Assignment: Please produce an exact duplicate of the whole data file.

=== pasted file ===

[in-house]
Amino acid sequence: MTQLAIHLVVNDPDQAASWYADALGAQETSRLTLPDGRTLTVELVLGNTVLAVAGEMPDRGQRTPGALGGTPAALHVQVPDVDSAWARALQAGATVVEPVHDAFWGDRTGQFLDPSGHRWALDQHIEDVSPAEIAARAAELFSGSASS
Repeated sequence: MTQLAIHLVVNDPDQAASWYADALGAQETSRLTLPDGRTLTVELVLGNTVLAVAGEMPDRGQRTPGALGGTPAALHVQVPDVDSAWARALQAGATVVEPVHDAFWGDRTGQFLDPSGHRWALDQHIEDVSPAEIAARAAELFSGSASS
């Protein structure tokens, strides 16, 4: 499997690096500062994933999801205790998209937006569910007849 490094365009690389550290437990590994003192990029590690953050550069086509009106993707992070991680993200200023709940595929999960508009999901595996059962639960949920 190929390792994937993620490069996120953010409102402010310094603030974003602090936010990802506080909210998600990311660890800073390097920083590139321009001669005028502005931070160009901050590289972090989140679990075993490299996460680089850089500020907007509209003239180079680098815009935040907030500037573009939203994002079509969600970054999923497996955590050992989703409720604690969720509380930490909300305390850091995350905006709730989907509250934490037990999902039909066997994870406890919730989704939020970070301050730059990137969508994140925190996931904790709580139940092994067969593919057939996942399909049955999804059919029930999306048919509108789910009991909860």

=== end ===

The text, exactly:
[in-house]
Amino acid sequence: MTQLAIHLVVNDPDQAASWYADALGAQETSRLTLPDGRTLTVELVLGNTVLAVAGEMPDRGQRTPGALGGTPAALHVQVPDVDSAWARALQAGATVVEPVHDAFWGDRTGQFLDPSGHRWALDQHIEDVSPAEIAARAAELFSGSASS
Repeated sequence: MTQLAIHLVVNDPDQAASWYADALGAQETSRLTLPDGRTLTVELVLGNTVLAVAGEMPDRGQRTPGALGGTPAALHVQVPDVDSAWARALQAGATVVEPVHDAFWGDRTGQFLDPSGHRWALDQHIEDVSPAEIAARAAELFSGSASS
């Protein structure tokens, strides 16, 4: 499997690096500062994933999801205790998209937006569910007849 490094365009690389550290437990590994003192990029590690953050550069086509009106993707992070991680993200200023709940595929999960508009999901595996059962639960949920 190929390792994937993620490069996120953010409102402010310094603030974003602090936010990802506080909210998600990311660890800073390097920083590139321009001669005028502005931070160009901050590289972090989140679990075993490299996460680089850089500020907007509209003239180079680098815009935040907030500037573009939203994002079509969600970054999923497996955590050992989703409720604690969720509380930490909300305390850091995350905006709730989907509250934490037990999902039909066997994870406890919730989704939020970070301050730059990137969508994140925190996931904790709580139940092994067969593919057939996942399909049955999804059919029930999306048919509108789910009991909860």